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Comment Re:Why for new projects though? (Score 4, Interesting) 358

If you need a performant, statically typed language, there are better alternatives.

Sometimes you want a performant, statically typed language that also has a massive number of robust, mature open source libraries available for it. In general, if you want to do something that some other person conceivably may have wanted to do at some point in time, there's a Java library for it that has hundreds of users. Developing a load-balanced application server that uses websockets, communicates with a high-performance database, and uses PKI authentication? Heck, there's probably a maven stereotype that will take care of 95% of the boilerplate code for you. Not to mention the tools that are available -- there are few IDEs or profilers for any language that are as powerful as IntelliJ IDEA and JProfiler, for example.

Plus, learning something new is hard. Learning a new language can be tough enough, but it's far worse if you're switching frameworks on top of that. It doesn't matter if an alternative is better if Java is good enough and it's what you know.

Submission + - American McGee's sister, Mercy Covington, Goes Missing after Threats (facebook.com)

An anonymous reader writes: American McGee, known for his work on the Doom, Quake, and Alice series, began receiving death threats that specifically named and placed his sister after he criticized controversial blogger Anita Sarkeesian. His sister disappeared on and has been missing since November 10. Right now little else is known, but anybody who lives in the Dallas area is encouraged to keep an eye out or contact the police if you have any information.

Comment Re:I guess I'm the only one who likes Thunderbird? (Score 2) 418

Claws Mail is pretty nice. It's still regularly maintained and very fast.

I use Thunderbird because I like using its Lightning extension to access CalDav calendars, and Claws doesn't have anything like that (or very good calendaring support in general), but I'd probably use Claws if e-mail was the only thing I cared about.

Comment Re:Devs continue to develop for these gimped thing (Score 3, Interesting) 143

Exactly. The "PC Master Race" seems to forget that piracy has really killed games on PC, at least the AAA titles. Indies are huge on PC (as they are on mobile), so that's all left.

Sorry, what did you say? I can't hear you over the sound of The Witcher 3, Fallout 4, Just Cause 3, Starcraft 2, Diablo 3... (some of which got console ports, but none of which were developed before the PC version)

Otherwise why else would developers subject themselves to content approvals and all sorts of other things when they can release on PC for free.

Because:
1) Releasing on PC isn't free if you're distributing through a major platform like Steam or GOG, which you'd be a fool not to do.
2) The cost of content approvals and other such things is more than worth the amount of money the console ports will bring in.

You're not wrong about developers doing multi-platform releases to make as much money as they can, but in the end piracy hasn't made a dent in PC games. Steam's DRM is effective enough that it stops casual pirates; the only people who pirate PC games are those who were never going to buy them in the first place. Then you've also got publishers are GOG, who are completely DRM-free, and somehow they still seem to be doing quite well for themselves.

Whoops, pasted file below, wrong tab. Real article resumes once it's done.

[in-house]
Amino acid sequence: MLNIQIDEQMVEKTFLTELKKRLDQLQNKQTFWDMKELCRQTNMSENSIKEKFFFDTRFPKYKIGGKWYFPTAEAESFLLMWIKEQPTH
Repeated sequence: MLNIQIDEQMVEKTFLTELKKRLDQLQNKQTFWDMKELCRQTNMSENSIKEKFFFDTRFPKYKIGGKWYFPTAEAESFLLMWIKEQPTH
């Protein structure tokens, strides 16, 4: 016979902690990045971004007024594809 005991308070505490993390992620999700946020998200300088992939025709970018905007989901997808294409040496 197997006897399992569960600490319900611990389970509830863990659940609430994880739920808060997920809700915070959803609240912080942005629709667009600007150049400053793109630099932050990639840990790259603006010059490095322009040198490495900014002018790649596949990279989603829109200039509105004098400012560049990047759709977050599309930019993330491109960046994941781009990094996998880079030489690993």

Comment Re:According to the one that left (Score 1) 152

Think about how vision actually works; photons emitted from a light source bounce off of an object and enter your eye. Your eye detects the photons, and your brain constructs an image of them based on their wavelength and direction of arrival.

You can't see a black hole because its gravitational field is strong enough that even light can't escape. Since no photons are bouncing off, there's literally no way that your eye can perceive it.

Comment Re:GOML. (Score 1) 478

You are a bit confused about #notyourshield. If you review the GamerGate IRC logs, you can see that it was created by GamerGate and popularised through sock puppet accounts, using profile photos stolen from social media. The goal was to confuse people and make them think that there was a grass roots movement, and to smear opponents of GamerGate.

Have you actually seen these IRC logs? If so, where can the rest of us see them? Is there any way to verify their authenticity? I've seen this claim before, but never any evidence for it -- at this point it seems like anti-GG people just keep repeating it because they heard other anti-GG people say it... which describes a lot of the anti-GG rhetoric.

Comment Re:The beatings will continue until morale improve (Score 2) 478

It only turned into gamergate because someone's jilted posted a bunch of lies and it exploded when all those basement dwellers felt offended that a woman should dump a guy that seemed so thoughtful and well spoken in his drunken rant.

That's not quite what actually happened or why GamerGate became a thing. After a man went public about the emotional abuse and infidelity he had dealt with from his ex-girlfriend, it turned out that one of the men she had cheated with was a writer for Kotaku and had given her favorable coverage without disclosing their relationship. GamerGate happened because, instead of admitting the mistake, Kotaku released an article claiming they had investigated and decided nothing improper was going on, despite photographic evidence otherwise. Personally, I find it very confusing that anti-GG keeps insisting that the entire incident was lies from a jilted ex despite the provided evidence and Quinn later admitting to it.